Breaching the Fortress Wall: Understanding Terrorist Efforts to Overcome Defensive Technologies
By Brian A. Jackson et al; Reviewed by Paul D. Barnard, CPP, CISM
The United States and other nations continually deploy new tactics and techniques to combat terrorists and disrupt their operations. The enemy, however, has responded to counterterrorism efforts with their own countermeasures and counter- countermeasures.
***** Breaching the Fortress Wall: Understanding Terrorist Efforts to Overcome Defensive Technologies. By Brian A. Jackson et al.; published by RAND Corp., www.rand.org (Web); 153 pages; $25.
The United States and other nations continually deploy new tactics and techniques to combat terrorists and disrupt their operations. The enemy, however, is an inherently agile and adaptive one. This book from the renowned RAND Corp. assesses how major terrorist groups have responded to counterterrorism efforts with their own countermeasures and counter-countermeasures.
This succinct text is based on case studies of four major terrorist movements: Palestinian groups, Sri Lanka’s Tamil Tigers, the Provisional Irish Republican Army, and Oceania’s Jemaah Islamiyah. The authors examine the different groups’ responses to five primary classes of defensive technologies relative to the terrorists’ specific tactical goals. Some of the terrorists’ counterstrategies include altering operational practices, making technological changes or substitutions, avoiding defensive technology, and attacking defensive technology.
While technology is indispensable in fighting terror, the authors note that it is not a “silver bullet.” They highlight the importance of other tools, such as human intelligence. Here, the book’s value is most evident. By noting the failures of some established defensive technologies, the forward-thinking authors pave the way for invention of better technologies and integration of holistic approaches for combating terrorism. To that end, the book is not just a collection of facts and statements but an open-ended analysis that can aid the reader’s comprehension of the issue.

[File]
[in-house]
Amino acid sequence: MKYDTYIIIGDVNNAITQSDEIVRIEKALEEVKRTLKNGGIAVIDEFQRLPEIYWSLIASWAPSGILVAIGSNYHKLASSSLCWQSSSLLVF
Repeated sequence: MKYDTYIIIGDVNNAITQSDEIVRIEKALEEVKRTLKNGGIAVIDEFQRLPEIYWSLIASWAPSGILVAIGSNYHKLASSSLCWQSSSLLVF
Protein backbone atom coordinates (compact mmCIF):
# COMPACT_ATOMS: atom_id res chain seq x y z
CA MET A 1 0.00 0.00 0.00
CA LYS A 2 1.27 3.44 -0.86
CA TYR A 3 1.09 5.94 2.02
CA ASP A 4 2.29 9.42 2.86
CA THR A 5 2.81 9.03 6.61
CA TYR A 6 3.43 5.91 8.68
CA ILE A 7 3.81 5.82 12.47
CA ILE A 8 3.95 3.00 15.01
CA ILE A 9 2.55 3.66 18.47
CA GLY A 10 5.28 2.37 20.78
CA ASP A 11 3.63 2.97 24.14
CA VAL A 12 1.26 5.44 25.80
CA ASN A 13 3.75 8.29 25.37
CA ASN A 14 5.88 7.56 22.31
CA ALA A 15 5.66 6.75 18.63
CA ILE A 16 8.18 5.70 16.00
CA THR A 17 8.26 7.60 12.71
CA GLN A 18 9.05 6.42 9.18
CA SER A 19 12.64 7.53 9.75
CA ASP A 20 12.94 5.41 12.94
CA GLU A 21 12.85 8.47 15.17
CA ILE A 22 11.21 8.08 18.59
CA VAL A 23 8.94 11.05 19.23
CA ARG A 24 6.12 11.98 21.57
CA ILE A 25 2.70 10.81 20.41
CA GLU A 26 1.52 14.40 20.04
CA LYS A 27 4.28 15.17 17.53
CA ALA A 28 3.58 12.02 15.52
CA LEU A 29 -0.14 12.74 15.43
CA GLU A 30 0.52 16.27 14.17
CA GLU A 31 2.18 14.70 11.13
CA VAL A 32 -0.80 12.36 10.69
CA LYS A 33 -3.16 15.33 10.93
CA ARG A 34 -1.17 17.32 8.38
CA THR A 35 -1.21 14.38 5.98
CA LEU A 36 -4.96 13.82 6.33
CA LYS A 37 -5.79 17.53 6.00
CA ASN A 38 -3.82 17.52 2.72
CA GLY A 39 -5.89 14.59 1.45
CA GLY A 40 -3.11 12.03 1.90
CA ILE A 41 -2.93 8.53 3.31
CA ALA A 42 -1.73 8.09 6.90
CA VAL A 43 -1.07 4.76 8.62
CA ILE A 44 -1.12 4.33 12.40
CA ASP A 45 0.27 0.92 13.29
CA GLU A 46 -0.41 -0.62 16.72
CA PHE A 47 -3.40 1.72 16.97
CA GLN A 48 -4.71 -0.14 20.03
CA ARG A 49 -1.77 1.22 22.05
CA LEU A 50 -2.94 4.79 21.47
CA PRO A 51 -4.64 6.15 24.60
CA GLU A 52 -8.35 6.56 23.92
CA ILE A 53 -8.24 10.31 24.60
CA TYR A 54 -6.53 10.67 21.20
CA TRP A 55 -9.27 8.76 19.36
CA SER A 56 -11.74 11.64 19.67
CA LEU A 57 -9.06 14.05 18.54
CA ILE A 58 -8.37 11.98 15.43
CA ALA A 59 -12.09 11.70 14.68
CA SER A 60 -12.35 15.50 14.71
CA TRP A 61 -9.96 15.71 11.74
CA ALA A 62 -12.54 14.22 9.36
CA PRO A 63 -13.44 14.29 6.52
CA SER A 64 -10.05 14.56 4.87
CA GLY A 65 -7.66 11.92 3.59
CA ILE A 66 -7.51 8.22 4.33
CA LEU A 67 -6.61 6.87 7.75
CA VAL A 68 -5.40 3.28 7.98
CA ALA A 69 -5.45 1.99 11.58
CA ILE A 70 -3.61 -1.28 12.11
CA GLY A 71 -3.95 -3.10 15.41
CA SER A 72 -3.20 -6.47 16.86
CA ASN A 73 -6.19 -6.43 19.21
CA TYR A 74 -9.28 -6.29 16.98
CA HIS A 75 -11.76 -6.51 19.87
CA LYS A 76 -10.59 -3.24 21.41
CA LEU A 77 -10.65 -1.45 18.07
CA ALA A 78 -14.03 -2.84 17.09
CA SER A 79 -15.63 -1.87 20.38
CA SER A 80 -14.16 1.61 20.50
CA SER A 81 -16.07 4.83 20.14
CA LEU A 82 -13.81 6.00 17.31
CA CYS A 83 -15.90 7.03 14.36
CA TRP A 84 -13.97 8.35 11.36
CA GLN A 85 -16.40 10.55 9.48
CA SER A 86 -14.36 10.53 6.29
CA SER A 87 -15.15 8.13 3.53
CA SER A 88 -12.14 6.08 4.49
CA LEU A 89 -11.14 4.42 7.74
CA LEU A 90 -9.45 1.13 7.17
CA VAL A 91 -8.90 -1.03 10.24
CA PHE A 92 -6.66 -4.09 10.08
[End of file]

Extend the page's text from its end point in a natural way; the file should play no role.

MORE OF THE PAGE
Also extremely beneficial are assessments and evaluations of how security officials around the world have leveraged scarce resources to enhance protection. Here, the reader can glean ideas for redirecting resources to maximize return on investment.
RAND and its research staff have a long-standing reputation for high quality work in the terrorism arena and have readily kept pace with evolving international and homeland security environments. Because of its unique approach, this book would be of interest both to the accomplished security practitioner and to the student of the trade. This is truly a book to add to your professional bookshelf.
Reviewer: Paul D. Barnard, CPP, CISM (Certified Information Security Manager), is a security manager for the Department of Defense. He is a member of ASIS International. The opinions expressed are solely those of the reviewer and do not imply a view of the U.S. government or any other organization.